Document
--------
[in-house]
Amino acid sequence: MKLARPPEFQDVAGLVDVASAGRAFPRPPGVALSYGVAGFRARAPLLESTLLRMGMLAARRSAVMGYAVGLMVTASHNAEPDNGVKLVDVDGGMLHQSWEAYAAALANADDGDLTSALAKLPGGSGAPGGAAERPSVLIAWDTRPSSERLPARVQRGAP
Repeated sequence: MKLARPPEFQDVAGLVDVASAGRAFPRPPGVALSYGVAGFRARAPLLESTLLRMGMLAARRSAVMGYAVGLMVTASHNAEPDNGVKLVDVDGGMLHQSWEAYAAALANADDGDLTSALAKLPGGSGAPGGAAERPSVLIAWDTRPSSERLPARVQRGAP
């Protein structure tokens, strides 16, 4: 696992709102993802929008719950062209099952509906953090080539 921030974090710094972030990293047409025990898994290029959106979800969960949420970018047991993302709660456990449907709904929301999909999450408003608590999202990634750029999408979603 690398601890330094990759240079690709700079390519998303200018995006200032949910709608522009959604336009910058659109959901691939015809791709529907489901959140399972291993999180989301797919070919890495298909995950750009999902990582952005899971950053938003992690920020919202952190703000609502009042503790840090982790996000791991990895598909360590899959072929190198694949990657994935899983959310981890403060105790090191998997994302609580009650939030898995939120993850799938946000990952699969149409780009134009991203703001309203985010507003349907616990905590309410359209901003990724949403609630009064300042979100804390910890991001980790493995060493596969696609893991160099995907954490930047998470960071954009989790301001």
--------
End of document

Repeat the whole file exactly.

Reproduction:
[in-house]
Amino acid sequence: MKLARPPEFQDVAGLVDVASAGRAFPRPPGVALSYGVAGFRARAPLLESTLLRMGMLAARRSAVMGYAVGLMVTASHNAEPDNGVKLVDVDGGMLHQSWEAYAAALANADDGDLTSALAKLPGGSGAPGGAAERPSVLIAWDTRPSSERLPARVQRGAP
Repeated sequence: MKLARPPEFQDVAGLVDVASAGRAFPRPPGVALSYGVAGFRARAPLLESTLLRMGMLAARRSAVMGYAVGLMVTASHNAEPDNGVKLVDVDGGMLHQSWEAYAAALANADDGDLTSALAKLPGGSGAPGGAAERPSVLIAWDTRPSSERLPARVQRGAP
């Protein structure tokens, strides 16, 4: 696992709102993802929008719950062209099952509906953090080539 921030974090710094972030990293047409025990898994290029959106979800969960949420970018047991993302709660456990449907709904929301999909999450408003608590999202990634750029999408979603 690398601890330094990759240079690709700079390519998303200018995006200032949910709608522009959604336009910058659109959901691939015809791709529907489901959140399972291993999180989301797919070919890495298909995950750009999902990582952005899971950053938003992690920020919202952190703000609502009042503790840090982790996000791991990895598909360590899959072929190198694949990657994935899983959310981890403060105790090191998997994302609580009650939030898995939120993850799938946000990952699969149409780009134009991203703001309203985010507003349907616990905590309410359209901003990724949403609630009064300042979100804390910890991001980790493995060493596969696609893991160099995907954490930047998470960071954009989790301001």